If you’re like many new homeschooling parents, you’ve been sending your kiddos off to school on the big yellow bus for several years now. It’s what’s familiar and is what you’re used to doing. It’s also what everyone else is doing, which carries with it its own sense of comfort. So what’s the problem?
While you’ve been doing this for years now, you’re getting tired of it all! You’re tired of the routine, dealing with the schools, feeling as though the school isn’t meeting your child’s needs, and so forth. For these reasons and more, you’re giving homeschooling some consideration.
The problem here is that you don’t know where to begin. It’s all so overwhelming! You’ve done your research, but there are so many curriculum choices out there. And that’s another thing – you’ve read that some people aren’t even using the curriculum. You thought there was “homeschooling” and “public/private schooling”…but it turns out that there are homeschoolers, unschoolers, relaxed homeschoolers, Charlotte Mason homeschoolers, traditional homeschoolers, structured/unstructured homeschoolers…the list goes on.
And on and on!
With so much out there, how in the world can you prep for homeschooling? Let me break it down for you in three easy steps:
Step 1: After researching the various types of homeschoolers, decide which one appeals to you the most and let that be your guiding style. You can check out various forms of homeschooling styles here. If you lean toward structure, you’ll probably want to stick with traditional homeschooling. If you’re an avid nature lover, Charlotte Mason homeschooling will likely appeal to you.
Step 2: Stay focused! Once you figure out the type of homeschooler you are and the style that appeals to you the most, look at programs that cater to that particular style. Regardless of how enticing a program may look, you’ll find yourself frustrated if it’s not designed for your style of homeschooling. It’s okay to change your style along the way (i.e. you might start out as a traditional homeschooler and end the year as an unschooler), but as long as one particular style appeals to you, for peace of mind, stick with programs designed for those interested in that style.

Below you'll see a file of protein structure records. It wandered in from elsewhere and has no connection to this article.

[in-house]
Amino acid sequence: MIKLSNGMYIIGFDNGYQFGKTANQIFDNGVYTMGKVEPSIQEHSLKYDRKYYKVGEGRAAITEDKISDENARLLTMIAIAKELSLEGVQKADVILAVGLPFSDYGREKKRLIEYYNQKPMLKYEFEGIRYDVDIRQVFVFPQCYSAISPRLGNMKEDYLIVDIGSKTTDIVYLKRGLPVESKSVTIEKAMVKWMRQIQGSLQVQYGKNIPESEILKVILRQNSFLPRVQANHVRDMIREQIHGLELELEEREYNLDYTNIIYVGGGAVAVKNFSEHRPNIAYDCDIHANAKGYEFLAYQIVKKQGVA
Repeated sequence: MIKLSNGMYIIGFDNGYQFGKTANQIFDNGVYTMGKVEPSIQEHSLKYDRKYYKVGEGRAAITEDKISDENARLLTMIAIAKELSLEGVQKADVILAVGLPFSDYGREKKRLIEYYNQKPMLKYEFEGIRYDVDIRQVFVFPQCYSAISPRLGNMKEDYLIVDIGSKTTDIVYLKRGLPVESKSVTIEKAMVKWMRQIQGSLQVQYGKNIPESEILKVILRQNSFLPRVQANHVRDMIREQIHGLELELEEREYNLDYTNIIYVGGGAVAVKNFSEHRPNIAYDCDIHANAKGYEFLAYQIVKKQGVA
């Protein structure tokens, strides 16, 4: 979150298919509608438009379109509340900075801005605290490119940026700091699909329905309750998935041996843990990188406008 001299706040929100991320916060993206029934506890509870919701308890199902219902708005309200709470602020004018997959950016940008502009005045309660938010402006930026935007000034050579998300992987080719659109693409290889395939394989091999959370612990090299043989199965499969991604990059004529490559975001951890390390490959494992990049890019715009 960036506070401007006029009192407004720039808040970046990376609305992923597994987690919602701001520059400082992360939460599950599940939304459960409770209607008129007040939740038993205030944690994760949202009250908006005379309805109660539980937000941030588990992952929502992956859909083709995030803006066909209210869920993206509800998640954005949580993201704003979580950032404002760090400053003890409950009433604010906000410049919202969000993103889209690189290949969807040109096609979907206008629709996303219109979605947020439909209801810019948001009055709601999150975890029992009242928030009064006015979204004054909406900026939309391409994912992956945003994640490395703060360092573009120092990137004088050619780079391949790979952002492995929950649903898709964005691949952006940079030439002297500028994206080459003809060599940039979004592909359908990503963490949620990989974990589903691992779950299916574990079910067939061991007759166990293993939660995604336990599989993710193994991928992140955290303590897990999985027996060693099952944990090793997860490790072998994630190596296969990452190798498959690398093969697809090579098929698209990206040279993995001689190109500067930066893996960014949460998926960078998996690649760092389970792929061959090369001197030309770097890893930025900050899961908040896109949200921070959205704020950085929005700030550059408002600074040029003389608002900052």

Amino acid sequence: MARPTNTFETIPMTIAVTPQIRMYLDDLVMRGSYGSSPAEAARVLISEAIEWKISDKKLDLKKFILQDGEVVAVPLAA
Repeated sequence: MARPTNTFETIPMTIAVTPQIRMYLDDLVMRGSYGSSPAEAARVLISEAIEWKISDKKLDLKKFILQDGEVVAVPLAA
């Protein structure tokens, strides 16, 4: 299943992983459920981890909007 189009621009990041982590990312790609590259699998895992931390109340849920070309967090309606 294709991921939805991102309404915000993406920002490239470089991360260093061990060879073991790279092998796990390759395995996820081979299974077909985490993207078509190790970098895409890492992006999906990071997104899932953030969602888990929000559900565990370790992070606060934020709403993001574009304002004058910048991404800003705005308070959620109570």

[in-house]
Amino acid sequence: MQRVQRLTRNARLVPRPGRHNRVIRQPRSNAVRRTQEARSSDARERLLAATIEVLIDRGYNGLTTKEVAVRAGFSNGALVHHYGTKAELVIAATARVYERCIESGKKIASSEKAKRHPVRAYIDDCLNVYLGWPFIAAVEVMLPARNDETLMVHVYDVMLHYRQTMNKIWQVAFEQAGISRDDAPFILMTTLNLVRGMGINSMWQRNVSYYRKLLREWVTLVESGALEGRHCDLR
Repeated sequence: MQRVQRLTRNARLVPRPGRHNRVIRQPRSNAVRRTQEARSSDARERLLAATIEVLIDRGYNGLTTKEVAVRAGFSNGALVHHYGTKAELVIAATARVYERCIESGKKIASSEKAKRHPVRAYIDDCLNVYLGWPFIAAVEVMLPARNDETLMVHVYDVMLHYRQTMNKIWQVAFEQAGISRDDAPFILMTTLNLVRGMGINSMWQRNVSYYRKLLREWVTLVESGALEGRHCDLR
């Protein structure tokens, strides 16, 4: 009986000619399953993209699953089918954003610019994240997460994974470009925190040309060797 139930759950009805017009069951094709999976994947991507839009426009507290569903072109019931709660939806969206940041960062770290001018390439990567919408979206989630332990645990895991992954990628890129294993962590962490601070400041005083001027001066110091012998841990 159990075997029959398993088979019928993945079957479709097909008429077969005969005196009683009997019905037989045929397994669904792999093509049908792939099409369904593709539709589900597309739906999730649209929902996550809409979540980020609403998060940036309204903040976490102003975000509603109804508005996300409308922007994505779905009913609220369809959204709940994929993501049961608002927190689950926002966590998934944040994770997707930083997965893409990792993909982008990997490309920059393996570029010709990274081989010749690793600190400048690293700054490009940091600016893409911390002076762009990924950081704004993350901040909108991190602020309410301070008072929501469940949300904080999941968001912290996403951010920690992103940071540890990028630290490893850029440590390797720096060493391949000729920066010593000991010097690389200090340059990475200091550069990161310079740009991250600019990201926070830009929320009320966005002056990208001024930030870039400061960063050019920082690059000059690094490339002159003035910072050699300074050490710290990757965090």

Step 3: Ease into it. Rather than jumping in feet first and ending up in over your head, I suggest new homeschoolers take it slow and easy. Start with the absolute necessities (language arts and math) and get your groove going with those subjects before adding in science, history, and any electives you might like to add.
By discovering the type of homeschooler you are, keeping your sights set on programs geared toward those who homeschool like you, and easing into your school year, you’ll set yourself up for a successful year of homeschooling!
Here are some links for additional homeschooling information: